President Trump announced a $750 million deal with Abbott Laboratories for rapid COVID-19 tests at theThursday night. Under the agreement, the administration would purchase 150 million of the tests, which take only 15 minutes to deliver results.
The Food and Drug Administration granted Abbott's test coronavirus test that doesn't require any special computer equipment. The test is the size of a credit card and is based on the same technology used to test for the flu, strep throat and other infections.on Wednesday for patients with suspected COVID-19, making it the first rapid
"Results can be read directly from the testing card, a similar design to some pregnancy tests," the FDA said in a statement announcing its decision. "This simple design is fast and efficient for healthcare providers and patients and does not need the use of an analyzer."
The test will sell for only $5, according to Abbott, giving it a competitive edge over similar tests that need to be run through a machine.
Abbott's new test, however, still has limitations. Like most older coronavirus tests, the rapid test still requires a nasal swab by a health worker, and the results can be less accurate than the slower types of tests. The FDA said in a statement announcing the decision that negative results with Abbott's test may need to be confirmed with a lab test in some cases.
"In general, antigen tests are very specific, but are not as sensitive as molecular tests," according to the FDA. That means the Abbott tests may be more likely to return false negative results, missing some cases where a person is actually infected. The FDA says in some cases people who test negative may need to be tested again with a molecular lab test to confirm the results.
"Due to the potential for decreased sensitivity compared to molecular assays, negative results from an antigen test may need to be confirmed with a molecular test prior to making treatment decisions. Negative results from an antigen test should be considered in the context of clinical observations, patient history and epidemiological information," the agency said.
Despite its limitations, the Trump administration's agreement with Abbott could increase COVID-19 testing in the United States, a goal of public health experts that the president dismissed only months prior.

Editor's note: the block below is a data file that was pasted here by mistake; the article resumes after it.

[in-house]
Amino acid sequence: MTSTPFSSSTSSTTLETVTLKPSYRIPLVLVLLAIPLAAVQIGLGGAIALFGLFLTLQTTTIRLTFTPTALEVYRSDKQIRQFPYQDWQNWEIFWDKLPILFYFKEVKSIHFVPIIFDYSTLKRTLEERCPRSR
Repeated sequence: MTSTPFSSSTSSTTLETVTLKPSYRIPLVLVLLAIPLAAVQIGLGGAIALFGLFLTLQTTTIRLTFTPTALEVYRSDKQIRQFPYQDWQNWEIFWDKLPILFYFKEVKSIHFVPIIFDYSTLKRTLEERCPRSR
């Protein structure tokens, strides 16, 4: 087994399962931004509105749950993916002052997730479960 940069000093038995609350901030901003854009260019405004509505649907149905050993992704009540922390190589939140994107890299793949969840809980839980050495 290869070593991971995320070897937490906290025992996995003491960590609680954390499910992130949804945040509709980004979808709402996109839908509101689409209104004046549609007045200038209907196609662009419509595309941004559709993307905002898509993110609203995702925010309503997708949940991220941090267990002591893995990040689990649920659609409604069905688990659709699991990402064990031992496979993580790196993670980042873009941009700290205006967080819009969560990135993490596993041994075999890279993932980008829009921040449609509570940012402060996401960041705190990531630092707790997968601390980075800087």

During a campaign rally in June, Mr. Trump said, "When you do testing to that extent you're going to find more people, you're going to find cases. So I said to my people, 'Slow the testing down, please.' They test and they test. We got tests for people who don't know what's going on." The president later , contradicting several White House officials who defended his remarks by claiming they were made in jest.
In a statement Thursday, White House Strategic Communications Director Alyssa Farah said, "Under President Trump's leadership, the U.S. is leading the world in testing. This is a major development that will help our country to remain open, get Americans back to work, and kids back to school. The Trump administration is proud to partner with Abbott labs to make this purchase possible to help the American people."
The Centers for Disease Control and Prevention revised its COVID-19 testing recommendations earlier this week to indicate that many individuals who have been exposed to the coronavirus but are not showing symptoms , sparking concern from many medical experts because people who are asymptomatic can still spread the virus to others. Dr. Anthony Fauci, the nation's top infectious disease expert, said he did not weigh in on the new guidance.
"I am concerned about the interpretation of these recommendations and worried it will give people the incorrect assumption asymptomatic spread is not of great concern. In fact it is," Fauci said in an interview Wednesday with CNN.
Over 5,800,000 cases of COVID-19 have been reported in the U.S. as of Thursday, and more than 180,000 deaths, according to data collected by Johns Hopkins University.
Admiral Brett P. Giroir, of the U.S. Department of Health and Human Services (HHS), said Wednesday that the agency doesn't expect the new CDC guidance to affect the volume of testing in the U.S. In fact, he said the government anticipates the volume will rise in the next couple of months as more people return to work and school and are regularly tested.
According to the FDA, Abbott's test could be ideal for such testing. In its statement announcing the authorization, the FDA listed "point-of-care settings," such as a "doctor's office, emergency room or some schools" as locations where the rapid test could be utilized.
Abbott intends to ship "tens of millions" of the tests next month, then ramp up to "50 million tests a month at the beginning of October."
"Given the simple nature of this test," the FDA wrote, "it is likely that these tests could be made broadly available."
Fin Gomez contributed to this report.